Diesel Particulate Filter
Unlike the DOC, the diesel particulate filter (DPF) is a wall-flow filter consisting of a matrix of materials (a composite of cordierite, silicon carbide, or…
No, it’s illegal to remove or delete your DPF. Your vehicle has been designed by the manufacturer to operate with a DPF system. It is illegal and will also void the manufacturer’s warranty on your vehicle and Australian consumer law protections. Removal or deletion of your DPF will also impact your vehicle’s insurance policy due to fire risk. DPFs are fitted to enable the vehicle to comply with the Australian Design Rules (ADR) emission requirement levels.
DPF systems are very technical and some mechanics may not fully understand their complex operation, and in our experience that also includes some dealerships. Some workshops may use the “keep replacing parts” method hoping it’ll solve the fault, but inevitably your bank balance will cop a hiding! Try to find a diesel specialist workshop that frequently deal with DPF systems and understand how they work.
To help prevent your DPF from blocking up again try to drive the vehicle at least once a week on the highway for 30 minutes or more. This will ensure that the DPF will perform a passive regeneration (self-activated) and the soot gets cleaned from your DPF. Ensure that the vehicle’s service schedule is adhered to and correct engine oil is used. Find an independent mechanic that is familiar with your make and model of vehicle and is experienced in servicing modern diesels.
There are some chemical fuel additives on the market that claim to be able to clean blocked DPF’s but do not remove ash build up. They are extremely ineffective and a waste of your hard-earned money. Some additives may remove some soot from the filter walls but there is a large amount of chemical residue retained in the DPF itself which is absorbed by the remaining ash content. This residue contributes to future blockages occurring in a much shorter time frame.
From as little as $ 350. Compare that the cost of a replacement DPF that could set you back anywhere from $1,500 - $15,000 for cars, and in excess of $25,000 for large trucks and machinery. Cleaning your DPF is a very cheap cost alternative for your car, truck or machine. Diesel particulate filters – from $450 + gst Cat Convertors – from $340 + gst Diesel oxidising catalysts – from $340 + gst Selective catalyst reductors – from $390 + gst Intercoolers – from $110 + gst Exhaust gas recirculation
Exhaust Clean Australia guarantees the fastest turnaround times in the market due to our revolutionary Flash Clean technology. This patented Italian made machine is the best of the best, guaranteeing the fastest clean and the very best results or your money back. We can pick-up from your workshop, and deliver your DPF back in as little as 3 hours. We offer a range of services, including: Priority Service (next in line) Same day service Standby budget service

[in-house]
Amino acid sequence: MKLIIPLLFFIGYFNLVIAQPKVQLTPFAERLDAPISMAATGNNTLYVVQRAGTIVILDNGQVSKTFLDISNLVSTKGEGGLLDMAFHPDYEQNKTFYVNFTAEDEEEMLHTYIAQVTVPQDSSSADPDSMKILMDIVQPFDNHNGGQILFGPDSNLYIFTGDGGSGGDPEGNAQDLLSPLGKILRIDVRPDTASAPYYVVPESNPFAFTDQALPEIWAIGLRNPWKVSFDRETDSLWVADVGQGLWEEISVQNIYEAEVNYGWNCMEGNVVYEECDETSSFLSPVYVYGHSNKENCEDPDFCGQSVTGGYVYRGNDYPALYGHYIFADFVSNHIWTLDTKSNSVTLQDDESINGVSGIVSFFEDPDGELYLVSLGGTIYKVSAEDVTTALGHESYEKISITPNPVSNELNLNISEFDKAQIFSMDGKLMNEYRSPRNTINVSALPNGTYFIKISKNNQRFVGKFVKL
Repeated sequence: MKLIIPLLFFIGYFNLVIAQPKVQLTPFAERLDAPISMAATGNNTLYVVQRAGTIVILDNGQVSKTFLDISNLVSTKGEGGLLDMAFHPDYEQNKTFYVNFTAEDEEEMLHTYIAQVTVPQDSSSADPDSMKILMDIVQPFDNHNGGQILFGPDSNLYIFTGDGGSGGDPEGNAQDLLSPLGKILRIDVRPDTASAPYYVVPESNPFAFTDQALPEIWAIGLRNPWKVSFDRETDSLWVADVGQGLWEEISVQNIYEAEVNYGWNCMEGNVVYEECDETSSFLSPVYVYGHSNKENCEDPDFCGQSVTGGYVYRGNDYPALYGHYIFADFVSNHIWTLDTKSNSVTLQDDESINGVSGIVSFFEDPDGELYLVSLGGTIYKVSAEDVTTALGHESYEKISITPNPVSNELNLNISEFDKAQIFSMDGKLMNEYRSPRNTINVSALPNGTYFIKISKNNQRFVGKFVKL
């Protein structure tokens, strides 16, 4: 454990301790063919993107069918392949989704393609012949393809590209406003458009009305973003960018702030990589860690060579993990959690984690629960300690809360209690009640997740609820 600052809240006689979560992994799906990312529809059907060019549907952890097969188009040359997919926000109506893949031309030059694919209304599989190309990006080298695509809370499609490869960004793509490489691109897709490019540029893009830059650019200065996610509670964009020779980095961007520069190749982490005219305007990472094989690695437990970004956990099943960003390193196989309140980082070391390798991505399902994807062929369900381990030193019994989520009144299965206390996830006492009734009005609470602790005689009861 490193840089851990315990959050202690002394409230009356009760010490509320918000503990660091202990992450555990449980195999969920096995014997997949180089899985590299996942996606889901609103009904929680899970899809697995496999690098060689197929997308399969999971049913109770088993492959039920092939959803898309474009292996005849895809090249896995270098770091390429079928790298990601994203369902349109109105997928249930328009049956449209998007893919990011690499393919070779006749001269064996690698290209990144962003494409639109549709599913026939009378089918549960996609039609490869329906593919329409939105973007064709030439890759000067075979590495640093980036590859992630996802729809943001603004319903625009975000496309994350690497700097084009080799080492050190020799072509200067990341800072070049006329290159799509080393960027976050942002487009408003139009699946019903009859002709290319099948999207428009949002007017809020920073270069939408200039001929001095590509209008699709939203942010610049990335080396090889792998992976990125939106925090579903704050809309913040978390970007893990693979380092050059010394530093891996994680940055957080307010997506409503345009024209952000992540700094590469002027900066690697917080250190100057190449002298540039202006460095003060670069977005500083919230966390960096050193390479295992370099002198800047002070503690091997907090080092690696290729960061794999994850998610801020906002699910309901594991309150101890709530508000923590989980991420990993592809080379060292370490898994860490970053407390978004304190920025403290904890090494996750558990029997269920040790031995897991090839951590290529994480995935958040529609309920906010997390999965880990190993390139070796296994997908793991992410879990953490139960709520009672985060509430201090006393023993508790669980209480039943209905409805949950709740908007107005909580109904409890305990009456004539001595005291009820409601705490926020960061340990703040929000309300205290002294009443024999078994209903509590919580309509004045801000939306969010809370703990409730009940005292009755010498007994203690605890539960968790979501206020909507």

Poor fuel consumption Noticeable decline in performance DPF light keeps illuminating on the dash at shorter and shorter intervals Vehicle goes into limp mode after DPF dash light comes on If your vehicle has had a failure with fuel injectors, turbo, head gasket, high oil consumption, EGR system malfunction/failure Increase in smoke from exhaust system
As an owner/driver of a Diesel powered vehicle you need to clean the DPF regularly as this will save you money in operating costs and prevent costly downtime in the long run. Maintenance schedules or cleaning cycles vary according to the type of vehicle and how your vehicle is being used. To keep your DPF’s optimal operating performance we suggest a clean at least every 12 months. Shorter timeframes may be needed if your vehicle is exposed to:
Pressure drop evolution with soot accumulation in the DPF showing rapid initial rise in pressure drop due to soot accumulation in the filter pores (1) followed by a gradual increase as soot builds a layer along the walls (2). If the DPF develops too much pressure then the last type of regeneration must be used - a forced regeneration. This can be accomplished in two ways.
Diesel particulate filter for heavy-duty vehicle (a), cross-section viewing showing filtration processes within several DPF channels (b), and close-up view of particle capture and build-up on the channel walls (c). Passive regeneration occurs during the vehicle’s normal operating temperatures when engine load and vehicle drive-cycle create temperatures that are high enough to regenerate the soot build up on the DPF walls. The DPF will oxidise the particulates anywhere between 275-360⁰ Celsius.
Diesel Particulate Filter Unlike the DOC, the diesel particulate filter (DPF) is a wall-flow filter consisting of a matrix of materials (a composite of cordierite, silicon carbide, or metal fibres) that traps any remaining soot that the DOC couldn’t oxidize. Wall-flow diesel particulate filters usually remove 85% or more of the soot, and under certain conditions can achieve soot removal efficiencies approaching 100%.
Unlike the DOC, the diesel particulate filter (DPF) is a wall-flow filter consisting of a matrix of materials (a composite of cordierite, silicon carbide, or metal fibres) that traps any remaining soot that the DOC couldn’t oxidize. Wall-flow diesel particulate filters usually remove 85% or more of the soot, and under certain conditions can achieve soot removal efficiencies approaching 100%. Some filters are a single-use unit, intended for disposal and replacement once full of accumulated ash.